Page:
The first thing your readers come into contact with as they discover your book will be your title. While the old adage, “Don’t judge a book by its cover,” may still hold, the same is not true of a title. A title gives the reader a tiny snapshot of what is to come within the pages of the book. A title should at the same time encapsulate the themes of the novel and intrigue the reader, drawing him in, making him want to know more.
If your title is too obscure, your potential readers may not be able to relate or understand what you’re trying to tell them your book is about. If you’re too explicit, though, you could end up turning readers off because they feel like there’s no mystery to be found between the pages.
With genre fiction, you have to make sure your potential reader knows what’s coming (Interview with a Vampire or The Rake and the Reformer). Genre readers like to know what they’re getting into, and people who don’t normally read genre need to know what they’re getting into.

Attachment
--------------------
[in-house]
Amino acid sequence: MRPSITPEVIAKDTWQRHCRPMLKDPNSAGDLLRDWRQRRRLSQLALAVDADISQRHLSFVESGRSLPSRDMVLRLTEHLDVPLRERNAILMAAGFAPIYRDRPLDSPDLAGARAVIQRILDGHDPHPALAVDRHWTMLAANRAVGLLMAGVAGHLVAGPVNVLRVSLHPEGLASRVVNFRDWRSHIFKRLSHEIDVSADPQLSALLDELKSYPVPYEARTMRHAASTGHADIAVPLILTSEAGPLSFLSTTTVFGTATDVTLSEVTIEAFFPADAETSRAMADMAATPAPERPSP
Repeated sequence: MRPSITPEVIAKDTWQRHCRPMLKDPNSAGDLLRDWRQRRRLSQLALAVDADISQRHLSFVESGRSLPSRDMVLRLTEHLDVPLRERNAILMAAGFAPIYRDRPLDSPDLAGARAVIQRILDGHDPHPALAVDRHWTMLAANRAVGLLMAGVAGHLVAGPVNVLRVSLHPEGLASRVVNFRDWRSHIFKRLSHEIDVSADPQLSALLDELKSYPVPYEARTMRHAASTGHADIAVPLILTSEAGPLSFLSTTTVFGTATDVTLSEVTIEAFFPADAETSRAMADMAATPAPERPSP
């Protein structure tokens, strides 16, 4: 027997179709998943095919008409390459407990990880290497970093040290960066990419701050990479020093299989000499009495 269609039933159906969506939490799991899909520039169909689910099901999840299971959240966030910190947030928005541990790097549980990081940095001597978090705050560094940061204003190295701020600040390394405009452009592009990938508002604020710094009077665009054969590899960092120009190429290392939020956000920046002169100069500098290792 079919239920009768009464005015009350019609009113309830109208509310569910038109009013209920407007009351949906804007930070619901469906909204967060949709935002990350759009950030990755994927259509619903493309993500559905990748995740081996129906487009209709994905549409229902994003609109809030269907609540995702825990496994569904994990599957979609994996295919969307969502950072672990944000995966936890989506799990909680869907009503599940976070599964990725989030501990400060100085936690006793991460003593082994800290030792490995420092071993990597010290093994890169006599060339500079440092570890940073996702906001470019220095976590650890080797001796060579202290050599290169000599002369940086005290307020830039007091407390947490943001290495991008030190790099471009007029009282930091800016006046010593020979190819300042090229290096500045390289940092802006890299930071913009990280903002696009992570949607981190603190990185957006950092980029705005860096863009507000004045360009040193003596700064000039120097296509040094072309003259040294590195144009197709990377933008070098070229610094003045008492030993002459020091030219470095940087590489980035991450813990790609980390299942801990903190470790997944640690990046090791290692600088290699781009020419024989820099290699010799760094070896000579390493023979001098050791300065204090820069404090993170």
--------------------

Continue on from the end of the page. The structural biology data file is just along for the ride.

Four Ways to Choose Your Title
But whether you write genre fiction or not, a good title will capture the essence of your novel. So in order to give a good title to your work, you have to know what the essence of your novel is. Once you figure out the essence of your novel, what makes it tick, you can write your title to describe it. Here are four ways to choose your novel’s title.
- The Main Character – such as Jane Eyre, Harry Potter [and the…], Carrie, and The Great Gatsby.
- The Setting – such as The Chronicles of Narnia, Fablehaven, or Howard’s End.
- A Line of Poetry – such as Of Mice and Men, Tam Lin, or This Raging Light.
- The Major Theme – such as Pride and Prejudice, Wicked, or Great Expectations.
Your title will likely be what makes people pull your book off the shelf. Whatever you choose, make sure that the title is honest, descriptive, and memorable.